Banjira Rag-dung 70" - Dark
Rag-Dung, Extra Large Approximately 72 inches in length fully extended. Telescoping 3 sections. Smallest height 29.5 inches compacted. The bell of the horn is 8.25 inches in diameter.
Brass telescoping trumpets, called rag-dung, zangs dung or dung-chen are decorated with repousse brass cuffs dotted with red coral and turquoise stones, there is also repousse brass garlands on the bell. Although Confucianism remained the basis for the structure of government in China, it was Buddhism, introduced in the first century BCE, which flourished from the Han to the Tang (206 BCE to CE 907). Among the instruments associated with Buddhism was the dung-chen, a long trumpet played for preludes, processions, and morning and evening calls to prayer. The trumpets like these were used in ensemble playing, while larger ones (12 to 15 feet) are used in processions. The large trumpets would be carried on the shoulders of other monks, or supported on boxes when they were played in processions. These trumpets were also played on rooftops to alert the villagers and ancestral spirits of upcoming feast days.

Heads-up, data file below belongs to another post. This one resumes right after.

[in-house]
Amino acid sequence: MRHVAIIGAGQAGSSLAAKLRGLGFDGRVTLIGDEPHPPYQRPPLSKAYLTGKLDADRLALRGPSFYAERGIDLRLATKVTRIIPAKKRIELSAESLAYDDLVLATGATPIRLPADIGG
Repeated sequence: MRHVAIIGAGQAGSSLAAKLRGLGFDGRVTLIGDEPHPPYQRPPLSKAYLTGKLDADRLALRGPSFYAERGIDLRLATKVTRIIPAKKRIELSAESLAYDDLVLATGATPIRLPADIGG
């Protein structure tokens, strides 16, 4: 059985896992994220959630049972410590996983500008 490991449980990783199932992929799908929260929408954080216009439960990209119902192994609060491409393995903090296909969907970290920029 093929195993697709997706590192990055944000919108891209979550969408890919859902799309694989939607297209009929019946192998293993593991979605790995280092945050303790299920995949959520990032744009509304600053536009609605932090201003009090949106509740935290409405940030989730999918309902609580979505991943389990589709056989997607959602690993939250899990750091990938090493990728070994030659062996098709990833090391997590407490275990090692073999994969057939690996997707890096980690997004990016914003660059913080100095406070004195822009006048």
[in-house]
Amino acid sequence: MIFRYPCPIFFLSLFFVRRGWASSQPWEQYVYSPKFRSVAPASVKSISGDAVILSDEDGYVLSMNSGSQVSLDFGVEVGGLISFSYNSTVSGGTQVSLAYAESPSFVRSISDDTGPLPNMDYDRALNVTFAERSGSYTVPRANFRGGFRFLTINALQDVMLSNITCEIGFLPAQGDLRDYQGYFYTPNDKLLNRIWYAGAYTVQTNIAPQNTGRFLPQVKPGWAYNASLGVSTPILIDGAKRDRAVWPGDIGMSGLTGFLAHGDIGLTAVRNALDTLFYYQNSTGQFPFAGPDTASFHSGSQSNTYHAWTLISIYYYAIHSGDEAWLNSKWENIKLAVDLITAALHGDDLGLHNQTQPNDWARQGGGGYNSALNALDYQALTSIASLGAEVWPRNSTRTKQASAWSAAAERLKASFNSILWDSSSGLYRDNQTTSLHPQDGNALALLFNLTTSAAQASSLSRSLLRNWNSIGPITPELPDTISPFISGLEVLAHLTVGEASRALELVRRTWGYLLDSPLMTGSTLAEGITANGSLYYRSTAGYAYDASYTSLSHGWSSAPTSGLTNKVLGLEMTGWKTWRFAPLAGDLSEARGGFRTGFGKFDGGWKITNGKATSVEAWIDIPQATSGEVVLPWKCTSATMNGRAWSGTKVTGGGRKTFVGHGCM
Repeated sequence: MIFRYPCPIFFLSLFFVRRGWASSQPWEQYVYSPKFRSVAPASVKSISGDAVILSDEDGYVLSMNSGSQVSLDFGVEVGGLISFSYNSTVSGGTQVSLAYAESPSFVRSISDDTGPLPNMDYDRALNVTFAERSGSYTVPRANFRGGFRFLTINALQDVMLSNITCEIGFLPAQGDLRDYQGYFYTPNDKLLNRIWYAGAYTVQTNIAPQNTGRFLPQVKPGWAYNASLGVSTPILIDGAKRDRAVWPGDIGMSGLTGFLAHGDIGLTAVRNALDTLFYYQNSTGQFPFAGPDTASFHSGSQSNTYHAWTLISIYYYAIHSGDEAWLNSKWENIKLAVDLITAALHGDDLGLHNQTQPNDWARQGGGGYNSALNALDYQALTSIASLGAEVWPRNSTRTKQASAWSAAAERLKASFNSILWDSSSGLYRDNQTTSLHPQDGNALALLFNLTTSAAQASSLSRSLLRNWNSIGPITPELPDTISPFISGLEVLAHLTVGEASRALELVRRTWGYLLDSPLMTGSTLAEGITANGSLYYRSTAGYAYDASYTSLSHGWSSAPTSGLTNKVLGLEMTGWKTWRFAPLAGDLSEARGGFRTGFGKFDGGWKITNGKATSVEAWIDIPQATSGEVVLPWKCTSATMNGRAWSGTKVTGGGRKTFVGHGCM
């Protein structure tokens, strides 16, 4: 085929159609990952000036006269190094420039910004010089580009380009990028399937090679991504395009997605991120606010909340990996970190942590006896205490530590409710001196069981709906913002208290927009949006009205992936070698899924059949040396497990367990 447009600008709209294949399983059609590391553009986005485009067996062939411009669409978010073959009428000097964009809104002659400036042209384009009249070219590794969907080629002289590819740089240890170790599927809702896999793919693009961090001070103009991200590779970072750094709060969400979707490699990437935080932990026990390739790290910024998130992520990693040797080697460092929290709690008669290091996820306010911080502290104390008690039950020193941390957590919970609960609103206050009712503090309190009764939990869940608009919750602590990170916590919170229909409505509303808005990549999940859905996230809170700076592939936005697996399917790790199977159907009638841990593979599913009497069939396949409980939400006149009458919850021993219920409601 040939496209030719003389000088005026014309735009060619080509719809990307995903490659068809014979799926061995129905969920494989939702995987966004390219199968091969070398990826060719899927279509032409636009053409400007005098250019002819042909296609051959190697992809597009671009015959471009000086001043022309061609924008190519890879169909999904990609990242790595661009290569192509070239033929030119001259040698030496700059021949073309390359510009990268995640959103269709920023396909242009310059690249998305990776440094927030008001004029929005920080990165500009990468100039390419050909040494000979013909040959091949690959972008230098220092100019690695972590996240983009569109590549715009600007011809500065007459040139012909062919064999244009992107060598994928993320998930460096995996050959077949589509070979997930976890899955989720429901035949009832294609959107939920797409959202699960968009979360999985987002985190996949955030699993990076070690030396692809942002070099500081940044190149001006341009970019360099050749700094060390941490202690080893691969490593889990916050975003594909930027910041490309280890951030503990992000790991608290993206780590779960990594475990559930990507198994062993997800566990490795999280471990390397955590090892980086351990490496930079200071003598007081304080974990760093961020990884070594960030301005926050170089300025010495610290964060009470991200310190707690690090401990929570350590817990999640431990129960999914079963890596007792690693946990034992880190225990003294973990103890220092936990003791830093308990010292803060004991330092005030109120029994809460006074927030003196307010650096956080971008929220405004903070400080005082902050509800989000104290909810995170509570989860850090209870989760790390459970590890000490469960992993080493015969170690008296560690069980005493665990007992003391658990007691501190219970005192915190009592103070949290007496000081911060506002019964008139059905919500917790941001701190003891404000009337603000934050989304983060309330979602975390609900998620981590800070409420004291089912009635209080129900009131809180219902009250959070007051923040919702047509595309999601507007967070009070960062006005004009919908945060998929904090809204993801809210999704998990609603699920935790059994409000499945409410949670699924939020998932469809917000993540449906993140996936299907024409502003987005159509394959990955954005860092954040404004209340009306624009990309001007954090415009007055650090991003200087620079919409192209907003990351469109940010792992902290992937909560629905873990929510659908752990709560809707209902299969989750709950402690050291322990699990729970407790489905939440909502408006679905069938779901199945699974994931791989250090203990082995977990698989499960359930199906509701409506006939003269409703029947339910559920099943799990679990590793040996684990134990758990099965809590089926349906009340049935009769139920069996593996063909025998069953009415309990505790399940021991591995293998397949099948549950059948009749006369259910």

Product codes ending in "-1(S)" or "-2(S)" are blemished. These products are new and unused with superficial blemishes that may include, blisters in the finish, scratches, dents, stains, discoloration, rust or pitting on metals, imperfect glazes, non-structural repairs such as putty in nail holes, or other surface marks.
"-1(S)" product has minor blemishes and "-2(S)" product has moderate blemishes and/or minor repairs. The irregularity does not affect the playability or sound quality of the instrument.
Product codes ending in "-3(S)" and "-4(S)" are also new and unused, but came to manufacturer needing repairs. If it's a "-3(S)," the product has been repaired, but if it's a "-4(S)," it will still require significant repairs when received by the customer.
Product codes ending in "PROP" are unable to be played and are for display purposes only.
SPECIAL NOTE ON STRINGS:
There is no warranty on strings. Manufacturers recommend that you change the strings on your instrument as soon as you receive it. Your instrument has completed a long journey before it ever begins the final leg to your home. During this time the elements affect the strings and may shorten their lifespan. It occasionally happens that a string will fail during that final leg of the journey. Therefore, it is recommended that you purchase a replacement set of strings and consider changing your strings soon after it arrives. If you are a student you may want to change your strings every 3-4 months. If you are a rock star you may need to change your strings every week. If you store your instrument, you should consider changing the strings when you pick it up again.
For safety during shipping, the manufacturer don't tune the instruments before sending them to customers.